R.I.P., James Gandolfini

James Gandolfini, Jeff Daniels, “God of Carnage”, Broadway, 2009

Shockingly sad.

I wrote a tribute to James Gandolfini for Capital New York.

Too soon, dammit, too soon.

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7 Responses to R.I.P., James Gandolfini

  1. Amy says:

    I wept for quite a while this morning on hearing this news. I don’t think I’ve ever wept like that (or at all) on hearing of a celeb death. The good die young, indeed, and by all accounts that was what he was.

    I really liked MZS’s piece but yours was the one I was waiting for, Sheila.
    I’m glad you wrote specifically about “God of Carnage” because I really wanted to see that when I heard about it a few years back.

    The kicker for me: I was feeling extra sorry for myself this morning that I’d never got to see JG on stage. Then… someone brought up the 1992 revival of “Streetcar” with Jessica Lange and Alec Baldwin. Guess what – I SAW IT. However I have no recollection of JG as Mitch. AUGH. 20 years later, at least I can say that I certainly pay a lot better attention to character actors than I used to. You never know when you might lose a great one.

    • sheila says:

      Amy – how wonderful that you now know you saw him onstage! I imagine he was a heartbreaking Mitch. Perfect casting.

      Such a loss. So bummed out.

  2. Jane says:

    What a great tribute, Sheila. Too soon, indeed.

  3. Fiddlin Bill says:

    The most immediately memorable scene in True Romance is surely the Walken/Hopper one. The most chilling is surely the Gandolfini/Arquette one you describe in your tribute. And Arquette’s analysis of it is remarkable, and reminds me of the fight-to-the-death scene in Deadwood, where Swearengen’s muscle is left saddened and depressed by his victory. It is when these true multidimensional features of real life are captured in film that film rises above entertainment. This is why film, at its best, is not truly “fiction.”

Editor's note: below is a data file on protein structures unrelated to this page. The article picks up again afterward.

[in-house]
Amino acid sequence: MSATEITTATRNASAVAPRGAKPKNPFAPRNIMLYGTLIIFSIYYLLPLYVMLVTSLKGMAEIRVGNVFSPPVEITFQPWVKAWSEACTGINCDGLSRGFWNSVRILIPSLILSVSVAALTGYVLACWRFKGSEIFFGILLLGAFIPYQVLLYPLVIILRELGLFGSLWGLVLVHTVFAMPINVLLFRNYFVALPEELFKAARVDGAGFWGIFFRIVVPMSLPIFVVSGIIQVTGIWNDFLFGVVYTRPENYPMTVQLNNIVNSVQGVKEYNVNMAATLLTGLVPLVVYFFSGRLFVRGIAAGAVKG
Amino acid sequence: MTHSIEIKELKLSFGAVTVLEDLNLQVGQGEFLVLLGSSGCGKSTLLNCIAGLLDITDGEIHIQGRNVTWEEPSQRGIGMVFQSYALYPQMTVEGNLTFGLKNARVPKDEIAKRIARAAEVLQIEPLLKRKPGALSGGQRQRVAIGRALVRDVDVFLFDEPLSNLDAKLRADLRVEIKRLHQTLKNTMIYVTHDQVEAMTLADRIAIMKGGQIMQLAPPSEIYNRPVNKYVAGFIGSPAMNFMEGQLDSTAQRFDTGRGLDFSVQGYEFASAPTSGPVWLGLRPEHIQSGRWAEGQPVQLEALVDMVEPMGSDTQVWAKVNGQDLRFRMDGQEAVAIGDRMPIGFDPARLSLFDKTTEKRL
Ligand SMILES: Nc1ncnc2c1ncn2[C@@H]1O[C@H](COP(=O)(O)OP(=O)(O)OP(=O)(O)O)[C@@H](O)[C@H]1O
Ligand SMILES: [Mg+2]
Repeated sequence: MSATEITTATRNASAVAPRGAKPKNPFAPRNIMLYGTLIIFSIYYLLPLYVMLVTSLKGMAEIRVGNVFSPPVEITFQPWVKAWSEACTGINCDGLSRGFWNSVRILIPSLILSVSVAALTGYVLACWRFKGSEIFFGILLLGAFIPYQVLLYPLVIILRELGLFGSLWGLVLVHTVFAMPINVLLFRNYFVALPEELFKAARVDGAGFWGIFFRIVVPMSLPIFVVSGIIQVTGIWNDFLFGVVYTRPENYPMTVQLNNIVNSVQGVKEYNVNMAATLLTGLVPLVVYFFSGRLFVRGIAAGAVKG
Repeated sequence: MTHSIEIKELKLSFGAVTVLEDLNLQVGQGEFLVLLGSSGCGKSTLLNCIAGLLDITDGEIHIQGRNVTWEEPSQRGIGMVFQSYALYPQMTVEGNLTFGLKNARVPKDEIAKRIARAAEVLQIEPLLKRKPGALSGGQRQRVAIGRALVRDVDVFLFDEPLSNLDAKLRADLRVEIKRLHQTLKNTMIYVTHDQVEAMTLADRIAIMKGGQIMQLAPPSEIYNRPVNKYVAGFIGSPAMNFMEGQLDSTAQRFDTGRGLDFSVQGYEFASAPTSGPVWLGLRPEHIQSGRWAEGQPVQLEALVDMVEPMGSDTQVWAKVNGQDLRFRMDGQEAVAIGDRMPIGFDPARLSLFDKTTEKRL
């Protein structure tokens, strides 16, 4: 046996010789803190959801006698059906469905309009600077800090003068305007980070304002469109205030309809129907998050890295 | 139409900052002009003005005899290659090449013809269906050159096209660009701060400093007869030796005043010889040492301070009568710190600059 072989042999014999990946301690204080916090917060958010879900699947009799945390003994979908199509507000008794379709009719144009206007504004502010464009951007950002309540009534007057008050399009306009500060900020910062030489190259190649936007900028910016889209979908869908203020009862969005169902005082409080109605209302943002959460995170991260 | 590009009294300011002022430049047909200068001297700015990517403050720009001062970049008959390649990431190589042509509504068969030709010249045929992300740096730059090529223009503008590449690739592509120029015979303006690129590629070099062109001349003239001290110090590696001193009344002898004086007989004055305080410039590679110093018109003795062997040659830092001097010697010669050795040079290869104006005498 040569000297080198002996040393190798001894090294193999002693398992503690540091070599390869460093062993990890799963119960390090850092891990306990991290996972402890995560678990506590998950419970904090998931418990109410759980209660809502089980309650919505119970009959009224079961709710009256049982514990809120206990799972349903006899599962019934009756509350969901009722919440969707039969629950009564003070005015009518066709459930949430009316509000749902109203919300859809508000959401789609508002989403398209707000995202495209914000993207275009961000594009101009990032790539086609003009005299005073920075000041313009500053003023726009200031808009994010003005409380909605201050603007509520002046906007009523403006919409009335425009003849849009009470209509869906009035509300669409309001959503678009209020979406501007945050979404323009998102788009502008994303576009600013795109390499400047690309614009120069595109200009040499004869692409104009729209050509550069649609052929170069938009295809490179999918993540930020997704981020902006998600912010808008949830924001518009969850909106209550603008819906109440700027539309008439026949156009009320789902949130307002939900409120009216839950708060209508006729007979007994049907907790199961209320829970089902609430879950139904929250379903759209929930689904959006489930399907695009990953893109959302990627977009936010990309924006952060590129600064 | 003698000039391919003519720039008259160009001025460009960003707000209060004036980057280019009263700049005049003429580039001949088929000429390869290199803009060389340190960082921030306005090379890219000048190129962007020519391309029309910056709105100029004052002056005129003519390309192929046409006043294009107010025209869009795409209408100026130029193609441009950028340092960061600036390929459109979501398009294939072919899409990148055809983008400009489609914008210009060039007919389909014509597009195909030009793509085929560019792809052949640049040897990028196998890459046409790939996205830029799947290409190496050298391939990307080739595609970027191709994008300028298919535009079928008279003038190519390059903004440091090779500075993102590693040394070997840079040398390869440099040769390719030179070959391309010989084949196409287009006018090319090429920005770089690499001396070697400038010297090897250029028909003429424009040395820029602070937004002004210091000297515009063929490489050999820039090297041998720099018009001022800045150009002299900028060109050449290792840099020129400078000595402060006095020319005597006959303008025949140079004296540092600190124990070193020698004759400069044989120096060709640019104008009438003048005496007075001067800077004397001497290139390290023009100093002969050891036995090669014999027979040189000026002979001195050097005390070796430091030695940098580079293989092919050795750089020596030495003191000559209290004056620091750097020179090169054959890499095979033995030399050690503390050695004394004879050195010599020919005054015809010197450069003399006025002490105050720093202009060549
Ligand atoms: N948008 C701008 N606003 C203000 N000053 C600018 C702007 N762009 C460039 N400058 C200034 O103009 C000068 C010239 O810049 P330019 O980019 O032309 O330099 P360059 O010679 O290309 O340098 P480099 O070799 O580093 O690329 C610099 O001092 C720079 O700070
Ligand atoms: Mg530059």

• sheila says:

      // And Arquette’s analysis of it is remarkable //

      I always thought so too. It brings the scene to another level. If you assume that Gandolfini’s character assumes that he will be the victor – sure, that’s one way to play it. But I am not convinced that that is the way he is playing it. He may THINK he will win, but she has shown surprising resilience, and in that moment, as he talks to her, maybe it occurs to him, “I may not be the winner today. And if she is going to kill me – she had better know what she’s in for.”

      If you watch the scene thinking of that, Gandolfini’s performance totally holds up. He’s almost gentle in his monologue, and he glances at her from time to time, in an advice-giving manner. Checking in, to make sure his points land.


      A fine actor.

      • sheila says:

        And I think, too, that he displays an almost existential level of not-giving-a-shit. Maybe he realizes he is ready to die.

        It gives the scene an extra motivational “oomph”.

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